This huge, wide-open shooter constantly shows its flaws in its mission variety and vehicle physics, but its strong, sandbox-style gameplay and seamless co-op kept me coming back for more madness. If you must repeat experiences over and over, you could far worse than helicopter chases, assassination missions, or drug busts gone wildly wrong.
A lot of games tout the ability to “play how you want to play,” but Sniper Elite 4’s missions and mechanics actually are robust enough to back up that claim. Picking apart the Nazi war machine piece by piece, using whatever plan comes to mind, is a blast. The way it encourages you to stay mindful, experiment, and get better is a refreshing vote of confidence, even if it doesn’t always reward the extra effort you’re putting in.
In a time when shooters are competing to have the most modes, the biggest campaign, the most guns, and generally the most “stuff,” along comes Killing Floor 2, totally unconcerned with running that race. Its lack of modes and bosses will eventually turn away anyone but the most dedicated of fans, but its foundation is so fun and rock solid that, even if you only plan on playing for a few weeks with your friends, there’s plenty here to enjoy.
Eagle Flight surprised me with how quickly I felt at home flying and fighting with other birds above Paris. It features some of the best and most responsive and comfortable gameplay available on the PSVR, though like most current VR games its appeal may be short-lived if you’re not a completionist who’s crazy about collectibles or high scores. This is a weird idea, well executed, that soars high.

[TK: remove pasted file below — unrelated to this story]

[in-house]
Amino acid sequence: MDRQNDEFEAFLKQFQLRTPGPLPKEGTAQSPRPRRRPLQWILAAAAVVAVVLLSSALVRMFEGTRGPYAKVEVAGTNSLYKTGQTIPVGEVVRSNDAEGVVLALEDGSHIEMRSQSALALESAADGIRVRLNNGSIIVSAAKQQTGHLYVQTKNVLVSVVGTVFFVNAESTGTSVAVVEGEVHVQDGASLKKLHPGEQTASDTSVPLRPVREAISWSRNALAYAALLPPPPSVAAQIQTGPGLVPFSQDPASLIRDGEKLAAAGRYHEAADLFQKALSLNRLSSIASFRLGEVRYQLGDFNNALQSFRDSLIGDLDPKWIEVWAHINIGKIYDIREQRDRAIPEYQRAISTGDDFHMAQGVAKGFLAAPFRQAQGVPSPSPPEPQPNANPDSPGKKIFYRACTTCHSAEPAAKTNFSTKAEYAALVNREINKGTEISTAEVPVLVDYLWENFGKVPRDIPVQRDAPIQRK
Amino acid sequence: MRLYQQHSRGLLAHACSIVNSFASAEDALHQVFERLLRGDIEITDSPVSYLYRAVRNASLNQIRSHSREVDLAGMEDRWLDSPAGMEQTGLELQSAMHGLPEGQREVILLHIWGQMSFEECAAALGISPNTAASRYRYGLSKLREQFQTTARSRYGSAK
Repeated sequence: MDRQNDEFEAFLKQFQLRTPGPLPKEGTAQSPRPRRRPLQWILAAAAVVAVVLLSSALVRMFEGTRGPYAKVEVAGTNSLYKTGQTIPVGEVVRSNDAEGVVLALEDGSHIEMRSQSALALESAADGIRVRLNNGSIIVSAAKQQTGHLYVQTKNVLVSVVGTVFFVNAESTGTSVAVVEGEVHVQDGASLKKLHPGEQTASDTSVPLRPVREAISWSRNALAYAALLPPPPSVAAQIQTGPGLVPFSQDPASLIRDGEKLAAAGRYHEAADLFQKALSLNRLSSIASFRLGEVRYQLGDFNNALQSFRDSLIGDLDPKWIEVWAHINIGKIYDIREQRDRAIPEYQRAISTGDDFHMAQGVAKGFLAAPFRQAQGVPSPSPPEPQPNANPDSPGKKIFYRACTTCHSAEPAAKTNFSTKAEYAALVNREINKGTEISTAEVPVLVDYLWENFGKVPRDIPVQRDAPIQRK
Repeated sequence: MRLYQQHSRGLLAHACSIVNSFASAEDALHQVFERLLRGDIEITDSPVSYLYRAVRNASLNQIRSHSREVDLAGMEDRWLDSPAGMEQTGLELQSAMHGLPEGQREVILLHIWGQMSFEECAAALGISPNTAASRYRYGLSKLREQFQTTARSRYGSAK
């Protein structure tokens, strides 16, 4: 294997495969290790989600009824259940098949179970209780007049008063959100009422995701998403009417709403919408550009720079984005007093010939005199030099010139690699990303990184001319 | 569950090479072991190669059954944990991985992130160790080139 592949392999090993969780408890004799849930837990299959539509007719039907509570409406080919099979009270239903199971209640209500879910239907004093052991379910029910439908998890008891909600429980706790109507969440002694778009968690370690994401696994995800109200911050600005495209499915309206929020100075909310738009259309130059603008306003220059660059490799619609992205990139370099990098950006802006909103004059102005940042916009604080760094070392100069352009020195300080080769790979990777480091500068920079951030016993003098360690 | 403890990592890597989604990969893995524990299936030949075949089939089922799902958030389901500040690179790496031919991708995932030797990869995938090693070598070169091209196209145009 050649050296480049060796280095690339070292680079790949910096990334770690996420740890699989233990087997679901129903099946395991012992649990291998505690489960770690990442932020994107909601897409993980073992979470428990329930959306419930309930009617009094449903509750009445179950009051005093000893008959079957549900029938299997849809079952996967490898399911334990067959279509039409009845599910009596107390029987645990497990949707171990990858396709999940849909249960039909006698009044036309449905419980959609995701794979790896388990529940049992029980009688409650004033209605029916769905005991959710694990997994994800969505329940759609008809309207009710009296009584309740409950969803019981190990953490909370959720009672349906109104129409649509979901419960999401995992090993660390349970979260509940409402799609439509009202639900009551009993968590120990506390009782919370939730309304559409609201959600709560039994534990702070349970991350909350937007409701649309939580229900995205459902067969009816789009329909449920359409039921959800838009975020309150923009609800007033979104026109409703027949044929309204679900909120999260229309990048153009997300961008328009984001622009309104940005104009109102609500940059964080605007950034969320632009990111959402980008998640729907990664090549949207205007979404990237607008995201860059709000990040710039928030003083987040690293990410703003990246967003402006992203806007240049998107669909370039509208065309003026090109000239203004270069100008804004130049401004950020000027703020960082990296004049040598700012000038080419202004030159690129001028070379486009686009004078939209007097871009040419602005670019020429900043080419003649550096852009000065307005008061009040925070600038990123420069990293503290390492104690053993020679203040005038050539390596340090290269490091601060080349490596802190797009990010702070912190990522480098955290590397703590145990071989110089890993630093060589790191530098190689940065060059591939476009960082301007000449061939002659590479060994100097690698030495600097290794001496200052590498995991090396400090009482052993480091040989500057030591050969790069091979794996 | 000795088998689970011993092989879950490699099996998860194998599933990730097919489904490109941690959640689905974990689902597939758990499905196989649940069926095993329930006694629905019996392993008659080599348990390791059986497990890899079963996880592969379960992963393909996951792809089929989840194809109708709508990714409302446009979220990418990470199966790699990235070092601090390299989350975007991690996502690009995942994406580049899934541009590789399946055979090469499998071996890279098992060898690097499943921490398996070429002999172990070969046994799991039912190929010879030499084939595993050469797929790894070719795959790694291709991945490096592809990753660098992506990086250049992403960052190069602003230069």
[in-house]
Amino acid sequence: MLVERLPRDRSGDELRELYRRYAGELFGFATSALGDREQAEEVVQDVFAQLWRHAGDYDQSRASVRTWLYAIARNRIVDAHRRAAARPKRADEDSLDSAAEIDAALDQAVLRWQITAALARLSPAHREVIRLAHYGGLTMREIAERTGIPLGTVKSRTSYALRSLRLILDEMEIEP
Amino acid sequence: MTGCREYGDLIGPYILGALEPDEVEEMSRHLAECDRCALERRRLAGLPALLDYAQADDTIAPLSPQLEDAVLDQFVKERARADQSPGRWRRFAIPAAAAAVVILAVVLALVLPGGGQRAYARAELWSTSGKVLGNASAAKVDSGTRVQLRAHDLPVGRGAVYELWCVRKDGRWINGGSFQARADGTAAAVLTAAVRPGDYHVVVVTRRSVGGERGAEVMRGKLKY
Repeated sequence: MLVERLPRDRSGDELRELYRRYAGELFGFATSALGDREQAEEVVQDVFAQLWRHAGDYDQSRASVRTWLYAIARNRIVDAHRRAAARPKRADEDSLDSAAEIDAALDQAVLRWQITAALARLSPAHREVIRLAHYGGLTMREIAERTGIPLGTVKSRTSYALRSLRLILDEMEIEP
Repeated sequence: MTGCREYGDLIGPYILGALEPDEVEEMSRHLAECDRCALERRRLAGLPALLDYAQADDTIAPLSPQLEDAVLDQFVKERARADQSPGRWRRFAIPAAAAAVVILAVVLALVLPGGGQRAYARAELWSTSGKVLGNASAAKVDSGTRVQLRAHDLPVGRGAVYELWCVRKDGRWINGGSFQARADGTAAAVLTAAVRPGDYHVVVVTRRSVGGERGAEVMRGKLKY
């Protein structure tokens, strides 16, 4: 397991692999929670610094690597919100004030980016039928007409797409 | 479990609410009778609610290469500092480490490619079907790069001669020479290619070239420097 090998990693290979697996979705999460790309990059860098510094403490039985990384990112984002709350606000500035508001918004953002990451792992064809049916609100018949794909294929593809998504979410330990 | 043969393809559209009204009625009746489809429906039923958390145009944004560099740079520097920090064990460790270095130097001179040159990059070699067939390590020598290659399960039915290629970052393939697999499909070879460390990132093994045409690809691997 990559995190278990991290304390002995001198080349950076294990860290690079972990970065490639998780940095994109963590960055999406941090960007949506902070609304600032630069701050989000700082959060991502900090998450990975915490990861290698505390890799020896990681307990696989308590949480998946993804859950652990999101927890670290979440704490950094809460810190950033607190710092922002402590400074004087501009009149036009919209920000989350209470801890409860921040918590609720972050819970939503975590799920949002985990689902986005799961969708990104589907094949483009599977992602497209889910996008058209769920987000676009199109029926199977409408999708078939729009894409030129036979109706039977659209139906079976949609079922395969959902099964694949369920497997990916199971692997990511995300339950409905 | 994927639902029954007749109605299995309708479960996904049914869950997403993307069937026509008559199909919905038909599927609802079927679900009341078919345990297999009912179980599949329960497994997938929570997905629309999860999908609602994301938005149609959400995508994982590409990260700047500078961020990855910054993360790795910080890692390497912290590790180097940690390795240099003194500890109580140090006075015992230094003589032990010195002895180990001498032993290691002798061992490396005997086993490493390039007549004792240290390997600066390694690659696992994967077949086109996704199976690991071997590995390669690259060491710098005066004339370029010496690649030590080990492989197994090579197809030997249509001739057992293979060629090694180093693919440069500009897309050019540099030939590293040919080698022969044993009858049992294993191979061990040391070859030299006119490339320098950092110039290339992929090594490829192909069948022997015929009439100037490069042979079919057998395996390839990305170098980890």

Vault-Tec Workshop’s wealth of new structures and tools make it essential for hardcore crafters and Overseer wannabes alike. Its handful of hilarious characters and quests don’t stand up on their own, but they’re not the reason you’d attend the show in the first place. This is settlement builder’s dream, through and through.
Like its flat, plain protagonist Qbby, BoxBoxBoy! is deceptively capable. With one simple yet flexible mechanic, it uses crafty level design to constantly push the boundaries of what seems possible with just one tool. There are a few times when this puzzle-platformer leans too heavily into classic run-and-jump territory it’s not suited for, but when it stays the course, BoxBoxBoy! is a great example of how to do a lot with only a little.
Umbrella Corps is a bad competitive shooter that doesn’t even know how to take advantage of its few strengths. Its mechanics frequently contradict each other, balance is absurd, controls are clumsy, and it fails to pull anything meaningful from the Resident Evil universe other than some recognizable settings. With no great story hooks for horror fans and mechanics that can’t compare to most modern shooters, Umbrella Corps feels like a game made for no one.
From its four-player co-op campaign to the brand-new powers and a fleshed-out Zombies mode, Black Ops 3 meaningfully pushes the Call of Duty series forward on several fronts. Even where it doesn't innovate, it still meets the high bar Call of Duty fans should expect. Black Ops 3 isn't the best Call of Duty game ever, but it's the biggest and most feature-packed game we've seen out of the series yet.
You don't have to be a hardcore golf fan to get hooked on Mario Golf: World Tour. It rewards good play, gives plenty to do, and is a great teacher. Its incremental approach to challenge kept me coming back to test myself, and the post-game challenges and multiplayer modes inspired me to play in new ways even after I thought I was a pro.